• Similarly, for those multi-office practices that do not have sufficient volume to utilize at least 75 percent of the patient care services of the relevant physician (e.g., pathologist, radiologist), the PC must be performed in the same building where the ordering physician practices medicine on a regular basis. This also may prove challenging, requiring the performing physician (e.g., pathologist, radiologist) to travel from office to office.
  • Importantly, CMS notes that an ordering physician may have more than one office where he or she furnishes the full range of patient care services that he or she generally furnishes.

IDTF Standards

In the proposed Medicare Physician Fee Schedule Rule, issued on July 7, 2008, CMS proposed to extend many of the quality and performance standards that apply to IDTFs to physician practices that furnish imaging services. Among other things, this would have (1) precluded physician practices from sharing the imaging space and equipment with others, and (2) required that the imaging services be furnished under the supervision of a board certified radiologist. CMS did not adopt this proposal as part of the MPFS Rule, but will revisit the issue in the future.

Stark Law Considerations

CMS did not finalize its proposed exception to the Stark law for incentive payment and shared savings programs, but instead requested additional comments on how such an exception should be tailored. The comment period will remain open for 90 days after publication of the MPFS Rule in the Federal Register. CMS notes that it did not receive through the initial public comment process sufficient information or consensus among commenters regarding possible modifications to the proposal to allow it to finalize the exception at this time. CMS identifies several areas on which it seeks additional comment so that it may be better positioned to finalize an exception in an upcoming rulemaking.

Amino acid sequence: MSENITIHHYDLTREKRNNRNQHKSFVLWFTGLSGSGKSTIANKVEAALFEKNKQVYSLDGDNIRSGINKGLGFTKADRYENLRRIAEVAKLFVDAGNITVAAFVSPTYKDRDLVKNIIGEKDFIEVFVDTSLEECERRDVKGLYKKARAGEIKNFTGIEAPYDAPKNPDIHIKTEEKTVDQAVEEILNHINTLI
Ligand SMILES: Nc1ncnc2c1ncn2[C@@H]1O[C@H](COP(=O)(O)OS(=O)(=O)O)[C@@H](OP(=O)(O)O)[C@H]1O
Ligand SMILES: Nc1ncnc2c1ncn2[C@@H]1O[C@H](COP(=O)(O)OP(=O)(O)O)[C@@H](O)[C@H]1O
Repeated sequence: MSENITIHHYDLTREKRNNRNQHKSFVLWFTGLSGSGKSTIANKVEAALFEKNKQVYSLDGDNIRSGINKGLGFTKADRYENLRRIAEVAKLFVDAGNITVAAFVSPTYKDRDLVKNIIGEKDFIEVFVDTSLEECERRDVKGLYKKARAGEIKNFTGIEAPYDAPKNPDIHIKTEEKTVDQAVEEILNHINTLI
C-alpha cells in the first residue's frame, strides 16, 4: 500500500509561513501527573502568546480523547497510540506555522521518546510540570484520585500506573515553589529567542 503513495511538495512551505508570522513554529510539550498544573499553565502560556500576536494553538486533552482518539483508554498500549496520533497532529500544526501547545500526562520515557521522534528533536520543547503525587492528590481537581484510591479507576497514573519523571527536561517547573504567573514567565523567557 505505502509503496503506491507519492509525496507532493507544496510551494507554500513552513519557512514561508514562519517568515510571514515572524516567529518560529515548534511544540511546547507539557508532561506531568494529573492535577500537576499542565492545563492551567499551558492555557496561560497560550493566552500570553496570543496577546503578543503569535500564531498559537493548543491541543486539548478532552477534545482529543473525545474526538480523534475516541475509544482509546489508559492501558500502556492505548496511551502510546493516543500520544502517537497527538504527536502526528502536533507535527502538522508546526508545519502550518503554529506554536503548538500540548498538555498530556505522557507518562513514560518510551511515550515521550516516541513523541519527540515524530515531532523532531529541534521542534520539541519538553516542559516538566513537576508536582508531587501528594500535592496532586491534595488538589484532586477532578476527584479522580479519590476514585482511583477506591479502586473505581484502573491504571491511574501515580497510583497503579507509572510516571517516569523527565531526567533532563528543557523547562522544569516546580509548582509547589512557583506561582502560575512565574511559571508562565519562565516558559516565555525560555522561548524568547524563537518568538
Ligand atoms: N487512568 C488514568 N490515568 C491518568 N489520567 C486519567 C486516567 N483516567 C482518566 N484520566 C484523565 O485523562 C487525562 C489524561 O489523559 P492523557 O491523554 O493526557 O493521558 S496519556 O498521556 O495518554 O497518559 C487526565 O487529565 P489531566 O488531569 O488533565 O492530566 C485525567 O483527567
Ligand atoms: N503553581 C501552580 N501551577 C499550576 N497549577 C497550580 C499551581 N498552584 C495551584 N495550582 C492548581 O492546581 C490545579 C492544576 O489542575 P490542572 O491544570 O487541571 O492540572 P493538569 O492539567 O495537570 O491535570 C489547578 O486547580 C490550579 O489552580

In addition, CMS conformed the language of the Stark regulations to the statutory requirements of the Medicare Improvements for Patients and Providers Act of 2008. Specifically, CMS revised the definition of "designated health services" by adding the word "outpatient" before the phrase "speech-language pathology services," and made conforming changes to the definition of "physical therapy, occupational therapy, and speech-language pathology services" and included a definition of "outpatient speech-language pathology services."